Effective and coordinated response to ZIKV infection and its serious complications is urgently needed to gain a comprehensiveelucidation of public health Zika-related issues for evidence-based improvements on local and global health laws and regulations on the rationale use of pesticide (e.g. aerial insecticide application). Moreover, proactive efforts should be devoted to reducing Aedes linked Zika vulnerability and infections made possible through aggressive public/community awareness, readiness to optimizing integrated vector management (IVM) programs, early ZIKV diagnosis, and counselling and control policies and intervention best practices. Moving forward will require engaging the global community including all stakeholders to advocate and participate in strengthening local and national and global Aedes and ZIKV and other arboviruses surveillance data sharing and public access, defining early-warning indicators for risk communication in public/community engagement, vigilance and resilience. Leveraging on digital technology and service to scale up timely and effective Aedes and ZIKV epidemiologic, entomological and laboratory surveillance, timely Aedes mapping and ZIKV data sharing, and risk communication are imperative in guiding evidence-based ethical, legal and societal practical and acceptable recommendations and guidelines; but also in protecting the life and Rights of most vulnerable populations and communities worldwide. Likewise, sustainable and proportionate operational research and development on innovative approaches and interventions especially safe and efficacious Zika vaccines are urgently needed to support local, regional and global mosquito IVM programs. Just as health workers, medical practitioners and public health experts are working to address key determinants regarding testing, screening, treatment, vaccination and prevention of ZIKV. Equally, lawyers, ethicists, legislators and policy-makers are assessing emerging legal and ethical issues. Legal triage entails prioritization of these issues in real-time to facilitate legitimate rights public health and medical responses by: (1) identifying enabling and disabling issues; (2) gauging changing legal and ethical norms; (3) crafting and explaining innovative solutions; and (4) consistently revisiting the utility and efficacy of legal guidance. Profound reproductive rights issues surround access and use of contraception and abortion, especially among pregnant minors. Many of the nation’s experiencing widespread ZIKV infections have religious foundations and related laws that deeply conflict with these services. Strengthening ZIKV screening recommendations may apply to at-risk groups like infants born to mothers or non-immune traveler with exposure history and or contact (sexual or uncheck blood transfusion) from infected patient from endemic regions. Potential for discrimination arises as mothers (e.g., migrants from Mexico) are targeted for screening. The 2016 Summer Olympics and Paralympics games in Brazil, Muslims Hajj and Umrah mass-gathering pilgrimage in Saudi Arabia and continued mosquito spread to North America heighten the potential for rapid global extents of ZIKV and other arboviral infections. WHO has expressed disdain for any national travel bans or restrictions? The CDC has issued recommendations and voluntary travel warnings for pregnant women and vulnerable population in affected countries as well as tourists. As seen in response to EVD and SARS, other nations may impose restrictive travel policies on their citizens or attempt to keep out or screen persons arriving from “hot spots ZIKV zones”. Furthermore, investing on ZIKV R&D for more sensitive and field or point of care diagnostic for operational population-based screening, especially men and women at reproductive age, fetus and younger children for ZIKV at birth and during the course of development monitoring data sharing programs  in Aedes-prone and affected settings. Conversely, if efficacious treatments for ZIKV infections among infants become a part of the standard of care practices, failures to screen at risk infants may lead to liability later if their disabilities could have been prevented to future Zika safe and effective vaccines for global Zika immunization program.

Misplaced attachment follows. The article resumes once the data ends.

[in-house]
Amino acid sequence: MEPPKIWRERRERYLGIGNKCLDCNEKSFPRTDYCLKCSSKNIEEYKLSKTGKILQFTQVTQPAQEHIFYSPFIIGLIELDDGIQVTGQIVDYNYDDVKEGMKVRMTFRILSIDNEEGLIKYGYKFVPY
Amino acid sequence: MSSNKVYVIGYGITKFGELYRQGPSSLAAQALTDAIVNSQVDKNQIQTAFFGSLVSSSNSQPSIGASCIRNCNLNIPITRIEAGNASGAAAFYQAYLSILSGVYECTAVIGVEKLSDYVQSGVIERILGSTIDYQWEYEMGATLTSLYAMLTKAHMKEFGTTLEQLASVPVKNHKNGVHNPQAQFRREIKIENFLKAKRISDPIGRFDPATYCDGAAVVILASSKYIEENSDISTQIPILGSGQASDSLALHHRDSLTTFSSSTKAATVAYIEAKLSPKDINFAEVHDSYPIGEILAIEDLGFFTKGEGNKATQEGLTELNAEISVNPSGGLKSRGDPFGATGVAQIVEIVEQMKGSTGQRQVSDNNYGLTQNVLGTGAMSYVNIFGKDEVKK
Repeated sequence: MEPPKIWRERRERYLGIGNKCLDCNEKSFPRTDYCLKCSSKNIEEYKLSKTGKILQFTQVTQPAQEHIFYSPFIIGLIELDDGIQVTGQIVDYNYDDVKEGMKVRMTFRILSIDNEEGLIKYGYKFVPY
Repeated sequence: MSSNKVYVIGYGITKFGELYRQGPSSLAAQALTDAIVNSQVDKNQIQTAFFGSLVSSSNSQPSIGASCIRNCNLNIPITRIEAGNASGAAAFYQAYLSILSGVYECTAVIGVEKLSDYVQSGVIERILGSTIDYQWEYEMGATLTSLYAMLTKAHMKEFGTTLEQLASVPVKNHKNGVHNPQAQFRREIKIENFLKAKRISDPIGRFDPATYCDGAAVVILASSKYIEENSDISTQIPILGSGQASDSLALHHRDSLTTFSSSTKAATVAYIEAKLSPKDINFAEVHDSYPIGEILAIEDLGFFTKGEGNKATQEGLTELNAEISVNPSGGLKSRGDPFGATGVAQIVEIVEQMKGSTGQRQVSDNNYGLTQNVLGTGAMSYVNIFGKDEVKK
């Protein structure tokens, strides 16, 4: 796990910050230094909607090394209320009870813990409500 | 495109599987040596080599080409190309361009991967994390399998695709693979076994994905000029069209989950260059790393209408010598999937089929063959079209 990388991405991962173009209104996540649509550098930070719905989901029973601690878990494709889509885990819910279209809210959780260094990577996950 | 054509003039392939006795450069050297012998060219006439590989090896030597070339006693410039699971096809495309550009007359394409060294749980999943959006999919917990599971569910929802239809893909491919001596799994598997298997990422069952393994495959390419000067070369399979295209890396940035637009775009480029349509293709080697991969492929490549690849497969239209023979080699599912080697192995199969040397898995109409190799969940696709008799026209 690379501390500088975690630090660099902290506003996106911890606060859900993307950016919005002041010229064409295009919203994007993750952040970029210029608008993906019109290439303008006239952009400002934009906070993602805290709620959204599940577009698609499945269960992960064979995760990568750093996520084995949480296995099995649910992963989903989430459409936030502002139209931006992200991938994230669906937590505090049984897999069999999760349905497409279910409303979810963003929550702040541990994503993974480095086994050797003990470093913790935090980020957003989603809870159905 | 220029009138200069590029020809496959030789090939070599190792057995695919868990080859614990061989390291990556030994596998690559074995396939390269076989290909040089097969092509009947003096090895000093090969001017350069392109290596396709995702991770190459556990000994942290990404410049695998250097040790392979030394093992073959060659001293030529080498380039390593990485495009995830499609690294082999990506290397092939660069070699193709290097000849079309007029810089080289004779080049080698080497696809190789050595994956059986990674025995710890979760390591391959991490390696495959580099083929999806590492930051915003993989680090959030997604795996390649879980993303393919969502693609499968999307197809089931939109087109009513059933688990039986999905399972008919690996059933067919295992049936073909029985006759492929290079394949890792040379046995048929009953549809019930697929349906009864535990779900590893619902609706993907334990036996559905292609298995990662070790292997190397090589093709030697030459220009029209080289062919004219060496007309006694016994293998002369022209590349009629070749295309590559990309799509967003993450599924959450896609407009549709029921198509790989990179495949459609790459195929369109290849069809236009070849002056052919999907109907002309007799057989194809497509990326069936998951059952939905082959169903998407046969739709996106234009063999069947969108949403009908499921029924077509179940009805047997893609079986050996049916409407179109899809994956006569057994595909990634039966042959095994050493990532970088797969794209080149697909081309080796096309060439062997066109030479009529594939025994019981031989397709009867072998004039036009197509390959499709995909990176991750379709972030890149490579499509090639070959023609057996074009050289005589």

Abbreviations